Web 2.0 Framework


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The intention of the Web 2.0 Framework is to provide a clear, concise view of the nature of Web 2.0, particularly for senior executives or other non-technical people who are trying to grasp the scope of Web 2.0, and the implications and opportunities for their organizations.

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Web 2.0 Framework

  1. 1. WEB 2.0 Framework www.futureexploration.net Published under a Creative Commons Attribution-ShareAlike 2.5 License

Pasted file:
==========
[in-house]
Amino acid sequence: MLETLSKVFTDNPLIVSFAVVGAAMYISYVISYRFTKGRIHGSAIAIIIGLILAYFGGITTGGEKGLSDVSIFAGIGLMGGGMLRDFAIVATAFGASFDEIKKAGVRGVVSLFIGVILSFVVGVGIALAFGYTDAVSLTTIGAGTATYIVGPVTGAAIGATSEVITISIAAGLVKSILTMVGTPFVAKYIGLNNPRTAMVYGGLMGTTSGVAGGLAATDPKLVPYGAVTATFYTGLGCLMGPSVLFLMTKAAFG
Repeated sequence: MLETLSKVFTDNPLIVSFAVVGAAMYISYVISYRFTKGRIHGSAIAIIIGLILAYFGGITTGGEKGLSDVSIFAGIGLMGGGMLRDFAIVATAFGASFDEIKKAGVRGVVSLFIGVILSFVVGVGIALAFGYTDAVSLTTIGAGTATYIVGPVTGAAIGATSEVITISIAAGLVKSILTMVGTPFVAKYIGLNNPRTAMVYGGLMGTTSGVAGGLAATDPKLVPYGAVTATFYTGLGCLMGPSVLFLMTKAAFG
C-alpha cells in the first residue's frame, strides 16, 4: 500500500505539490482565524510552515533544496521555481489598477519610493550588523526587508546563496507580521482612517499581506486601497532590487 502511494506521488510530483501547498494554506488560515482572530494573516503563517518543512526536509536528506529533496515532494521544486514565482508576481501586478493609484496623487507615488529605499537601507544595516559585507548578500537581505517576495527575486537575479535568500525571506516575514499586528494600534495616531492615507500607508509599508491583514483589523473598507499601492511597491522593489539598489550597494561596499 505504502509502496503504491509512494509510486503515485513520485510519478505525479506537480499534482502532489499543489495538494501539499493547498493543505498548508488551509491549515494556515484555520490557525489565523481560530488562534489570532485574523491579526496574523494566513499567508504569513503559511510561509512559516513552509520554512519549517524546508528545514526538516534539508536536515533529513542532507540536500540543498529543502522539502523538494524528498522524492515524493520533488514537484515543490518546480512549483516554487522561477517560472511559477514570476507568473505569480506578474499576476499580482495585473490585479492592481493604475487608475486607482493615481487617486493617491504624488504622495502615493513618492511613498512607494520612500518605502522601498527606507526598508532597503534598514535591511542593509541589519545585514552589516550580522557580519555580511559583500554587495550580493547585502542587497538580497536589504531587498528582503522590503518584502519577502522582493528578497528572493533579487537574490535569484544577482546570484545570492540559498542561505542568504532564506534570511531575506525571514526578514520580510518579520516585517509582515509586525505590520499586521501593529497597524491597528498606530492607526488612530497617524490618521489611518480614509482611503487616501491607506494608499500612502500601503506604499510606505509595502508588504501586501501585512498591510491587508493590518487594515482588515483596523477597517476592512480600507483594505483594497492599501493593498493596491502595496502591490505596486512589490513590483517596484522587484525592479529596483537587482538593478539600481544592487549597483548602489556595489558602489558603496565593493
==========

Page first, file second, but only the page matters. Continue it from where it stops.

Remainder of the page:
2. 2. WEB 2.0 Definitions TECHNOLOGIES Aggregation Bringing multiple content sources together into one interface or application. CHARACTERISTICS AJAX Participation (Asynchronous Javascript and XML) A combination of technologies that Every aspect of Web 2.0 is driven by participation. The transition to enables highly interactive web applications. The business revolution in Web 2.0 was enabled by the emergence of platforms such as blogging, the computer industry caused by API social networks, and free image and video uploading, that collectively allowed extremely easy content creation and sharing by anyone. the move to the internet as platform, and (Application Programming Interface) A defined interface to a computer an attempt to understand the rules for success application or database that allows access by other applications. Standards on that new platform. Chief among those rules Standards provide an essential platform for Web 2.0. Common Embedding is this: Build applications that harness network Integrating content or an application into a web page, while the interfaces for accessing content and applications are the glue that allow integration across the many elements of effects to get better the more people use them. original format is maintained. “Don’t fight (…”harnessing collective intelligence.”) “Teaching the emergent web. the Internet.” the machine.” Folksonomy - Tim O’Reilly Rich categorization of information that is collectively created Decentralization - Eric Schmidt - Michael Wesch Web 2.0 is decentralized in its architecture, by users, through tagging and other actions. (cf. taxonomy) participation, and usage. Power and flexibility emerges “The Web as platform” “Ongoing transition Mashups from distributing applications and content over many of the World Wide Web Combination of different types of content or data, usually - Richard MacManus computers and systems, rather than maintaining them on centralized systems. “Distributed technologies from a collection of from different sources, to create something new. Openness “The participatory Web.” built to integrate, that websites to a full-fledged Remixing computing platform Extracting and combining samples of content to create a The world of Web 2.0 has only become possible through a spirit of openness whereby developers - Brad Decrem collectively transform mass serving web applications new output. The term was originally used in music but is to end users” now also applied to video and other content. and companies provide open, transparent access to their applications and content. participation into valuable “An emerging network- - Wikipedia RSS Modularity centric platform to emergent outcomes.” (Really Simple Syndication) A group of formats to publish support distributed, (syndicate) content on the internet so that users or Web 2.0 is the antithesis of the monolothic. It emerges “Web 2.0...is about from many, many components or modules that are collaborative and - Ross Dawson, making the Internet applications automatically receive any updates. designed to link and integrate with others, together cumulative creation Future Exploration Network useful for Ruby on Rails building a whole that is greater than the sum of its parts. by its users.” computers” An open source web application framework that is frequently used in Web 2.0 website development. User Control - John Hagel - Jeff Bezos A primary direction of Web 2.0 is for users to control Tag cloud “A collection of technologies - be it VoIP, the content they create, the data captured about their web A visual depiction of tags that have been used to describe a activities, and their identity. This powerful trend is driven by Digital Media, XML, RSS, Google Maps… piece of content, with higher frequency tags emphasized to assist the clear desires of participants. whatever …. that leverage the power of content comprehension and navigation. always on, high speed connections and treat Identity broadband as a platform, and not just a Tagging Identity is a critical element of both Web 2.0 and the future direction pipe to connect.” Attaching descriptions to information or content. of the internet. We can increasingly choose to represent our identities - Om Malik however we please, across interactions, virtual worlds, and social networks. Virtual architecture We can also own and verify our real identities in transactions if we choose. The creation of avatars (alternative representations of people), buildings, objects, and other artefacts inside virtual spaces. DOMAINS Widget Small, portable web application that can be embedded into any web page. Open web The entire space of the World Wide Web open to anyone to access and participate. This has been XML the initial domain in which Web 2.0 technologies, applications, and attitudes have developed. (eXtensible Markup Language) An open standard for describing data, which enables easy exchange of information between applications and organizations. Enterprise Inside the firewalls of organizations and their business partners. The power of Web 2.0 technologies, originally developed on the open web, are now being applied within enterprises to enhance www.futureexploration.net performance and achieve business outcomes. This domain is sometimes termed Enterprise 2.0. Published under a Creative Commons Attribution-ShareAlike 2.5 License